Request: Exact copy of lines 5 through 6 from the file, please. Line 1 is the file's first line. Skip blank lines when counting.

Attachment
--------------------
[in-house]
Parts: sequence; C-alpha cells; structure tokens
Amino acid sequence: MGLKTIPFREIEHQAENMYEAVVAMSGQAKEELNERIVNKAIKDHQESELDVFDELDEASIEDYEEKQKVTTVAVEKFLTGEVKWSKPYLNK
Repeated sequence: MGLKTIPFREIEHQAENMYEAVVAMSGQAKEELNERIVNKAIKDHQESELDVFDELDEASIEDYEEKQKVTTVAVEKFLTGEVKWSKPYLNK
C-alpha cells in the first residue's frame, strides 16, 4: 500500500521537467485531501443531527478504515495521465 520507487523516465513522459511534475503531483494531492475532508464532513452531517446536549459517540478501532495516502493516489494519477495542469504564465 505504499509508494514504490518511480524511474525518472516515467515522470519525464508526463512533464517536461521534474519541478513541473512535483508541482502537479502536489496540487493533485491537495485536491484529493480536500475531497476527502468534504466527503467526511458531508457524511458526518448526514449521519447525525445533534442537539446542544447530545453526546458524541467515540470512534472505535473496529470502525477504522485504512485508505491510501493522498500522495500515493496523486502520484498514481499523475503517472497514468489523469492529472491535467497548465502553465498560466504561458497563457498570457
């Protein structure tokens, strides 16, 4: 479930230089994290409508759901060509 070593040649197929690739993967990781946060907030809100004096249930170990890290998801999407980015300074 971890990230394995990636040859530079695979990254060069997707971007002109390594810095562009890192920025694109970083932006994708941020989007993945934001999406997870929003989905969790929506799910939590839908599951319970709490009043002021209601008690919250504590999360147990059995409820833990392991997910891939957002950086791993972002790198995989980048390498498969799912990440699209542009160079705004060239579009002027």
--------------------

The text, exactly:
C-alpha cells in the first residue's frame, strides 16, 4: 500500500521537467485531501443531527478504515495521465 520507487523516465513522459511534475503531483494531492475532508464532513452531517446536549459517540478501532495516502493516489494519477495542469504564465 505504499509508494514504490518511480524511474525518472516515467515522470519525464508526463512533464517536461521534474519541478513541473512535483508541482502537479502536489496540487493533485491537495485536491484529493480536500475531497476527502468534504466527503467526511458531508457524511458526518448526514449521519447525525445533534442537539446542544447530545453526546458524541467515540470512534472505535473496529470502525477504522485504512485508505491510501493522498500522495500515493496523486502520484498514481499523475503517472497514468489523469492529472491535467497548465502553465498560466504561458497563457498570457
């Protein structure tokens, strides 16, 4: 479930230089994290409508759901060509 070593040649197929690739993967990781946060907030809100004096249930170990890290998801999407980015300074 971890990230394995990636040859530079695979990254060069997707971007002109390594810095562009890192920025694109970083932006994708941020989007993945934001999406997870929003989905969790929506799910939590839908599951319970709490009043002021209601008690919250504590999360147990059995409820833990392991997910891939957002950086791993972002790198995989980048390498498969799912990440699209542009160079705004060239579009002027």